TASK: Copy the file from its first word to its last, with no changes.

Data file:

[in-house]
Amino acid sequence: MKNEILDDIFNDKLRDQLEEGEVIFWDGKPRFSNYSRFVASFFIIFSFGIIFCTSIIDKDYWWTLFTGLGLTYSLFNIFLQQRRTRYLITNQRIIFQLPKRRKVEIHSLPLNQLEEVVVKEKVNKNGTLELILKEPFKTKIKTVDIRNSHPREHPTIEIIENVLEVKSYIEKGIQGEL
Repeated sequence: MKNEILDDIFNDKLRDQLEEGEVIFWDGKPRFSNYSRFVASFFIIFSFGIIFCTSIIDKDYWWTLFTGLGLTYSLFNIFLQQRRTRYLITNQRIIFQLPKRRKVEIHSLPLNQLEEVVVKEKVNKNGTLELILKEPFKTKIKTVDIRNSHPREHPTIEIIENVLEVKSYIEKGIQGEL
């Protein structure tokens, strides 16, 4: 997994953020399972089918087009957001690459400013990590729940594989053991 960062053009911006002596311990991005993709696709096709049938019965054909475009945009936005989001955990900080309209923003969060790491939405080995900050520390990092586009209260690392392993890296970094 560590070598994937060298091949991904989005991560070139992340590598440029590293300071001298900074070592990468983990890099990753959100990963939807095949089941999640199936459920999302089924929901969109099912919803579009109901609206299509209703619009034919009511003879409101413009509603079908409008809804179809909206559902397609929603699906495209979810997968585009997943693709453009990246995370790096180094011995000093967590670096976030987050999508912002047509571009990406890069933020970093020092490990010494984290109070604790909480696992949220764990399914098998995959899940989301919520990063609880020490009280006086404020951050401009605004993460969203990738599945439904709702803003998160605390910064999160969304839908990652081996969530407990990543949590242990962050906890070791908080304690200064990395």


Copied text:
[in-house]
Amino acid sequence: MKNEILDDIFNDKLRDQLEEGEVIFWDGKPRFSNYSRFVASFFIIFSFGIIFCTSIIDKDYWWTLFTGLGLTYSLFNIFLQQRRTRYLITNQRIIFQLPKRRKVEIHSLPLNQLEEVVVKEKVNKNGTLELILKEPFKTKIKTVDIRNSHPREHPTIEIIENVLEVKSYIEKGIQGEL
Repeated sequence: MKNEILDDIFNDKLRDQLEEGEVIFWDGKPRFSNYSRFVASFFIIFSFGIIFCTSIIDKDYWWTLFTGLGLTYSLFNIFLQQRRTRYLITNQRIIFQLPKRRKVEIHSLPLNQLEEVVVKEKVNKNGTLELILKEPFKTKIKTVDIRNSHPREHPTIEIIENVLEVKSYIEKGIQGEL
């Protein structure tokens, strides 16, 4: 997994953020399972089918087009957001690459400013990590729940594989053991 960062053009911006002596311990991005993709696709096709049938019965054909475009945009936005989001955990900080309209923003969060790491939405080995900050520390990092586009209260690392392993890296970094 560590070598994937060298091949991904989005991560070139992340590598440029590293300071001298900074070592990468983990890099990753959100990963939807095949089941999640199936459920999302089924929901969109099912919803579009109901609206299509209703619009034919009511003879409101413009509603079908409008809804179809909206559902397609929603699906495209979810997968585009997943693709453009990246995370790096180094011995000093967590670096976030987050999508912002047509571009990406890069933020970093020092490990010494984290109070604790909480696992949220764990399914098998995959899940989301919520990063609880020490009280006086404020951050401009605004993460969203990738599945439904709702803003998160605390910064999160969304839908990652081996969530407990990543949590242990962050906890070791908080304690200064990395």